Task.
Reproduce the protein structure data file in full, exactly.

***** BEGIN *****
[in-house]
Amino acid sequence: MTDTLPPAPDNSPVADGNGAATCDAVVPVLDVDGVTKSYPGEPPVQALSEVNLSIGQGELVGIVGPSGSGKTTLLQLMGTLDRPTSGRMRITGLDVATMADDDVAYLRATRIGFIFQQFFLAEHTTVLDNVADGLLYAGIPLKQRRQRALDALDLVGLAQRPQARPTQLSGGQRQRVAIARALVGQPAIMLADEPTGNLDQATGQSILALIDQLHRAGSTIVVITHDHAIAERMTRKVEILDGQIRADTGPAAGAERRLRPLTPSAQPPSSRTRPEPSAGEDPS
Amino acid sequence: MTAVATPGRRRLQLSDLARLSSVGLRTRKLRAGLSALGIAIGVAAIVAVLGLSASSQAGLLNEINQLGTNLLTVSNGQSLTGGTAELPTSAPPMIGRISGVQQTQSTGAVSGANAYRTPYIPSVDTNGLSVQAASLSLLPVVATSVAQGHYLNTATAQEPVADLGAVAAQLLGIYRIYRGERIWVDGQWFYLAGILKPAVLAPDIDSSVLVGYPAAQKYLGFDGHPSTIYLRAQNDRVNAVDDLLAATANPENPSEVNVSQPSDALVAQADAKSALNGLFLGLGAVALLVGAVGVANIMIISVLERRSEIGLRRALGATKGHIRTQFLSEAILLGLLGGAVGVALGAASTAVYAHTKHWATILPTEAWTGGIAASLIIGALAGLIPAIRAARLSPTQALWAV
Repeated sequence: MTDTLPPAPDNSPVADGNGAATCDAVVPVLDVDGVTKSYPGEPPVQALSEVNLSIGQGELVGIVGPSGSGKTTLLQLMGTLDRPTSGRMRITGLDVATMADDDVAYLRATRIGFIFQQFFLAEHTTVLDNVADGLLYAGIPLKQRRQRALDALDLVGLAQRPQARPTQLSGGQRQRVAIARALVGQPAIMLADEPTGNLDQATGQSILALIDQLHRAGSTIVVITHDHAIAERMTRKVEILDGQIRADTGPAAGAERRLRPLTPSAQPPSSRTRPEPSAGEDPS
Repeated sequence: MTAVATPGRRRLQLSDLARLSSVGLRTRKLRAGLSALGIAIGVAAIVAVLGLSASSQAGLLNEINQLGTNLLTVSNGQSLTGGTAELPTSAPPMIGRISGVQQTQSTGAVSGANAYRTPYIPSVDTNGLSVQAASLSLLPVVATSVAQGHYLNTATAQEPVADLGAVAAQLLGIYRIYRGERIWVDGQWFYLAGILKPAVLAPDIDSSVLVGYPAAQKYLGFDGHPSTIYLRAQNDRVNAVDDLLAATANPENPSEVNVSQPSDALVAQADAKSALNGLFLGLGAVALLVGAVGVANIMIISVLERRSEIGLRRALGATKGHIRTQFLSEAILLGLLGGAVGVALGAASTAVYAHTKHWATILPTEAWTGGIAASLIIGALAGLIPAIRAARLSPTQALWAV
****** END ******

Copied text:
[in-house]
Amino acid sequence: MTDTLPPAPDNSPVADGNGAATCDAVVPVLDVDGVTKSYPGEPPVQALSEVNLSIGQGELVGIVGPSGSGKTTLLQLMGTLDRPTSGRMRITGLDVATMADDDVAYLRATRIGFIFQQFFLAEHTTVLDNVADGLLYAGIPLKQRRQRALDALDLVGLAQRPQARPTQLSGGQRQRVAIARALVGQPAIMLADEPTGNLDQATGQSILALIDQLHRAGSTIVVITHDHAIAERMTRKVEILDGQIRADTGPAAGAERRLRPLTPSAQPPSSRTRPEPSAGEDPS
Amino acid sequence: MTAVATPGRRRLQLSDLARLSSVGLRTRKLRAGLSALGIAIGVAAIVAVLGLSASSQAGLLNEINQLGTNLLTVSNGQSLTGGTAELPTSAPPMIGRISGVQQTQSTGAVSGANAYRTPYIPSVDTNGLSVQAASLSLLPVVATSVAQGHYLNTATAQEPVADLGAVAAQLLGIYRIYRGERIWVDGQWFYLAGILKPAVLAPDIDSSVLVGYPAAQKYLGFDGHPSTIYLRAQNDRVNAVDDLLAATANPENPSEVNVSQPSDALVAQADAKSALNGLFLGLGAVALLVGAVGVANIMIISVLERRSEIGLRRALGATKGHIRTQFLSEAILLGLLGGAVGVALGAASTAVYAHTKHWATILPTEAWTGGIAASLIIGALAGLIPAIRAARLSPTQALWAV
Repeated sequence: MTDTLPPAPDNSPVADGNGAATCDAVVPVLDVDGVTKSYPGEPPVQALSEVNLSIGQGELVGIVGPSGSGKTTLLQLMGTLDRPTSGRMRITGLDVATMADDDVAYLRATRIGFIFQQFFLAEHTTVLDNVADGLLYAGIPLKQRRQRALDALDLVGLAQRPQARPTQLSGGQRQRVAIARALVGQPAIMLADEPTGNLDQATGQSILALIDQLHRAGSTIVVITHDHAIAERMTRKVEILDGQIRADTGPAAGAERRLRPLTPSAQPPSSRTRPEPSAGEDPS
Repeated sequence: MTAVATPGRRRLQLSDLARLSSVGLRTRKLRAGLSALGIAIGVAAIVAVLGLSASSQAGLLNEINQLGTNLLTVSNGQSLTGGTAELPTSAPPMIGRISGVQQTQSTGAVSGANAYRTPYIPSVDTNGLSVQAASLSLLPVVATSVAQGHYLNTATAQEPVADLGAVAAQLLGIYRIYRGERIWVDGQWFYLAGILKPAVLAPDIDSSVLVGYPAAQKYLGFDGHPSTIYLRAQNDRVNAVDDLLAATANPENPSEVNVSQPSDALVAQADAKSALNGLFLGLGAVALLVGAVGVANIMIISVLERRSEIGLRRALGATKGHIRTQFLSEAILLGLLGGAVGVALGAASTAVYAHTKHWATILPTEAWTGGIAASLIIGALAGLIPAIRAARLSPTQALWAV